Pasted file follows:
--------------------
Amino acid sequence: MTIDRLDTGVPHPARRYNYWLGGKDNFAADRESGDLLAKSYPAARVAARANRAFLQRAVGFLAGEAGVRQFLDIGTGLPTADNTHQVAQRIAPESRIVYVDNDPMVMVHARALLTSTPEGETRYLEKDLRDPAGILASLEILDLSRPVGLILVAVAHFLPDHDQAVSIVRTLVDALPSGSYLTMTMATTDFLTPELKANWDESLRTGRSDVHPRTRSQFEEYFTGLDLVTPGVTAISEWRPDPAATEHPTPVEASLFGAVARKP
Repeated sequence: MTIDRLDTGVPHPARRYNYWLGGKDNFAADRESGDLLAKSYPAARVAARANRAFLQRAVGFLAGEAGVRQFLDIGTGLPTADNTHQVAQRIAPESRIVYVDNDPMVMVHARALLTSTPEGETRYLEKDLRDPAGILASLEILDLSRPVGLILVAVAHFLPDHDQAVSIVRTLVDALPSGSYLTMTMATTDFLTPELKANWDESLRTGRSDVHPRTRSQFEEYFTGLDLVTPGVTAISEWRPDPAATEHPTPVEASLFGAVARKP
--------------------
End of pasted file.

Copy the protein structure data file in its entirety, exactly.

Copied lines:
Amino acid sequence: MTIDRLDTGVPHPARRYNYWLGGKDNFAADRESGDLLAKSYPAARVAARANRAFLQRAVGFLAGEAGVRQFLDIGTGLPTADNTHQVAQRIAPESRIVYVDNDPMVMVHARALLTSTPEGETRYLEKDLRDPAGILASLEILDLSRPVGLILVAVAHFLPDHDQAVSIVRTLVDALPSGSYLTMTMATTDFLTPELKANWDESLRTGRSDVHPRTRSQFEEYFTGLDLVTPGVTAISEWRPDPAATEHPTPVEASLFGAVARKP
Repeated sequence: MTIDRLDTGVPHPARRYNYWLGGKDNFAADRESGDLLAKSYPAARVAARANRAFLQRAVGFLAGEAGVRQFLDIGTGLPTADNTHQVAQRIAPESRIVYVDNDPMVMVHARALLTSTPEGETRYLEKDLRDPAGILASLEILDLSRPVGLILVAVAHFLPDHDQAVSIVRTLVDALPSGSYLTMTMATTDFLTPELKANWDESLRTGRSDVHPRTRSQFEEYFTGLDLVTPGVTAISEWRPDPAATEHPTPVEASLFGAVARKP